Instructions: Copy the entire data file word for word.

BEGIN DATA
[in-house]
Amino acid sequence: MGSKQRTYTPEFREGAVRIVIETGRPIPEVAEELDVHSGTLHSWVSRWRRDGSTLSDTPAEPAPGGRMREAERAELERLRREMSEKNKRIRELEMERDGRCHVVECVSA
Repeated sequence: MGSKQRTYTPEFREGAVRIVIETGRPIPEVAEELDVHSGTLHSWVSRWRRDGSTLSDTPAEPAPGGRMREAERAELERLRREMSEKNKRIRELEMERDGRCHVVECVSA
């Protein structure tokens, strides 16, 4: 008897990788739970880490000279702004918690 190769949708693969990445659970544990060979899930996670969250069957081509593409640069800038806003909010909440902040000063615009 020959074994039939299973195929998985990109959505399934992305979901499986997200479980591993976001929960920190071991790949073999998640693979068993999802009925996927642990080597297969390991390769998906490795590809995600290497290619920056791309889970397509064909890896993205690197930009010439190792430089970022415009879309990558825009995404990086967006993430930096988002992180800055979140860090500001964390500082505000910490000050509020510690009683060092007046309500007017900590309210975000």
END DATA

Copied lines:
[in-house]
Amino acid sequence: MGSKQRTYTPEFREGAVRIVIETGRPIPEVAEELDVHSGTLHSWVSRWRRDGSTLSDTPAEPAPGGRMREAERAELERLRREMSEKNKRIRELEMERDGRCHVVECVSA
Repeated sequence: MGSKQRTYTPEFREGAVRIVIETGRPIPEVAEELDVHSGTLHSWVSRWRRDGSTLSDTPAEPAPGGRMREAERAELERLRREMSEKNKRIRELEMERDGRCHVVECVSA
């Protein structure tokens, strides 16, 4: 008897990788739970880490000279702004918690 190769949708693969990445659970544990060979899930996670969250069957081509593409640069800038806003909010909440902040000063615009 020959074994039939299973195929998985990109959505399934992305979901499986997200479980591993976001929960920190071991790949073999998640693979068993999802009925996927642990080597297969390991390769998906490795590809995600290497290619920056791309889970397509064909890896993205690197930009010439190792430089970022415009879309990558825009995404990086967006993430930096988002992180800055979140860090500001964390500082505000910490000050509020510690009683060092007046309500007017900590309210975000």